Therapeutic Versatility and Value of Aquatic Therapy Webinar On-Demand
On January 28, 2016, we hosted the webinar, “Therapeutic Versatility and Value of Aquatic Therapy.” Dan Siedler, PT, MS, Executive Director of WSPT located in Bronx, NY, presented about the versatility of aquatic therapy, specifically related to how he utilizes it at his clinic in New York.
WSPT sees a variety of patient types from high level athletes to 90-year-old men and women who need post-surgery rehabilitation or are having trouble with ADLs. Because of this wide range of patient types, Dan and his team decided to integrate a HydroWorx aquatic therapy pool into their practice because its versatility helps them meet all of the needs of their patients.
“For those of you who have not utilized aquatic therapy in your practice, it’s an amazing tool to have. Any time I introduce someone to the HydroWorx pool, or even aquatic therapy in general, I will say, ‘This kind of pool is really the best tool that most PTs never get to utilize.’”
Aquatic therapy provides benefits for many types of patients. Dan touches on a few of those advantages, such as:
- Assistance: the water is ideal for assisting movements
- Natural resistance: increases muscle strength
- Buoyancy: beneficial with patients who have weight-bearing restrictions
- Warm water: creates a relaxed environment conducive for healing
Aquatic therapy can benefit almost everyone. Dan provided a list of several uses for aquatic therapy including:
- Arthritis/chronic pain
- Sports therapy
- Balance and falls prevention
- Weight loss
- Swimming lessons
“We have a 275 lb. football player who had a traumatic brain injury, and we typically will not let him in the pool with less than two people. He can be a bit impulsive at times and his movements can be erratic, but he leaves here with the biggest smile on his face, every time he gets out of the pool.”
At WSPT, the most common patient type they see are those suffering from chronic pain, more specifically individuals suffering from Fibromyalgia. Dan shares that his pool has been a tremendous healing tool for these patients because movement is the best treatment, but it’s difficult to get them to move on land and keep coming to therapy when they are in so much pain. The warm water enables patients to relax and move freely without pain.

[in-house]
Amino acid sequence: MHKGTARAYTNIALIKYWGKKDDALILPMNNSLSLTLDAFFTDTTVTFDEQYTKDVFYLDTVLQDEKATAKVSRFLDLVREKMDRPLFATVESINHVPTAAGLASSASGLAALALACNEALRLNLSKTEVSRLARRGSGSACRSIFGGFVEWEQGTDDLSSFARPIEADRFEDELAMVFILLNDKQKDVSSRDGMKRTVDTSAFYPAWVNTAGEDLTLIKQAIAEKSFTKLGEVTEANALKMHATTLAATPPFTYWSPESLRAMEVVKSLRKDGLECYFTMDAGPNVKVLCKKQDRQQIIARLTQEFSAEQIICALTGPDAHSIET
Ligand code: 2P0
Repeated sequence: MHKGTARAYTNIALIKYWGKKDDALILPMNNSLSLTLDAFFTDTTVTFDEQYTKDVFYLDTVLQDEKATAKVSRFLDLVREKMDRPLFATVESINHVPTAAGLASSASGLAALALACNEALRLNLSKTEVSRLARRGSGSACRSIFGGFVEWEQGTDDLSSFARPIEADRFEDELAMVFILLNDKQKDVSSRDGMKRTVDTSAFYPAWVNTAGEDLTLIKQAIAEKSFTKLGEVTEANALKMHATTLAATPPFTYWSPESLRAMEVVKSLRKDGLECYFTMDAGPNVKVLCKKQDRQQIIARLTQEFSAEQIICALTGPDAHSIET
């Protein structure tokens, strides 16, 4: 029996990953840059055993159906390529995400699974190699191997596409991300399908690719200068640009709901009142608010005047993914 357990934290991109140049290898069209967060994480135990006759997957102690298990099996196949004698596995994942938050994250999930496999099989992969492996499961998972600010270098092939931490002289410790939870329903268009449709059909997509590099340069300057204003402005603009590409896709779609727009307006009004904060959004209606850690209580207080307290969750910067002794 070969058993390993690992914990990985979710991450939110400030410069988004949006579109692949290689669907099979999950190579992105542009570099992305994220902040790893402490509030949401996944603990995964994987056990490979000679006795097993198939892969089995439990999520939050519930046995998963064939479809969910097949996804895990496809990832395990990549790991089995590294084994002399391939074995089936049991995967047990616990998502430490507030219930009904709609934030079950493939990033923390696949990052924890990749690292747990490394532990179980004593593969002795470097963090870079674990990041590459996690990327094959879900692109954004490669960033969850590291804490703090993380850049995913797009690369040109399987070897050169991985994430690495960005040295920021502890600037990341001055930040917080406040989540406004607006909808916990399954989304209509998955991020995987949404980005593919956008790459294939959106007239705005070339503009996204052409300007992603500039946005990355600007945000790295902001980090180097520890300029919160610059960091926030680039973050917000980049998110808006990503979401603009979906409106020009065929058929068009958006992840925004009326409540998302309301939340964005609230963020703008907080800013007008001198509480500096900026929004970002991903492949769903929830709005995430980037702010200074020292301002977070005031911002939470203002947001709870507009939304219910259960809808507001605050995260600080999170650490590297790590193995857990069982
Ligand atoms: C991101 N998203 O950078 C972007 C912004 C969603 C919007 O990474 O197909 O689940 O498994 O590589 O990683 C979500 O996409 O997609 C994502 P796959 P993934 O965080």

For the remainder of the webinar, Dan describes a variety of exercises he uses for different conditions including chronic pain, shoulder rehabilitation, osteoarthritis, joint replacement and more.
The following images represent a number of the exercises discussed in this presentation. The exercises are focused on mobility, balance training, core stability and increasing muscle strength, all of which can be applied to nearly all of his patients.
We do have a patient with muscular dystrophy, and he can barely move. We get him in the pool and sit him in the chair and he gets things activated, he gets his muscles activated. Changing his position is a challenge for us on land, even lying on a table, but in the pool, the world changes for him.
Following the webinar there were many questions:
Question and Answer Highlights:
“What staff member do you typically have monitoring your aquatic therapy sessions?”
- For the pool it’s a PT. And our pool is within view of our PT gym. We do have patients who know their program and they will be directly supervised by an aid. And higher level patients require more supervision and might require a PT to be in the pool with them.
“If you have two patients in the pool for 45 minutes, can you bill 15 minutes for one patient and 30 minutes for the other with the individual code rather than use group code?”
- I don’t know the answer to that specifically. What we do here typically is we have 6 or 7 PTs on the floor at one time and each of them might have a patient in the pool. It’s highly unusual for me as a practitioner to have two patients in the pool at the same time. I’m not sure I have come across that, having two Medicare patients in the pool at the same time. Each individual PT is billing for their individual patient.
“In your experience what would you say are some of the contraindications to consider before getting someone into the pool?”
- We have a whole list and protocol for that. Some of the things we consider are:
- Cardiac conditions
- Any sort of open wound
- Any many others
“Do you do anything in particular to prevent falls say from the locker room to the pool? For example would you have a therapist walk with each patient and would they be supervised in the locker rooms?”
- It really depends on the patients. Most of our patients are safe to get from the locker room to the pool. But it’s a great question because we do require patients to shower here, at our facility, before they go in the pool. If there is any risk the PT will walk with them.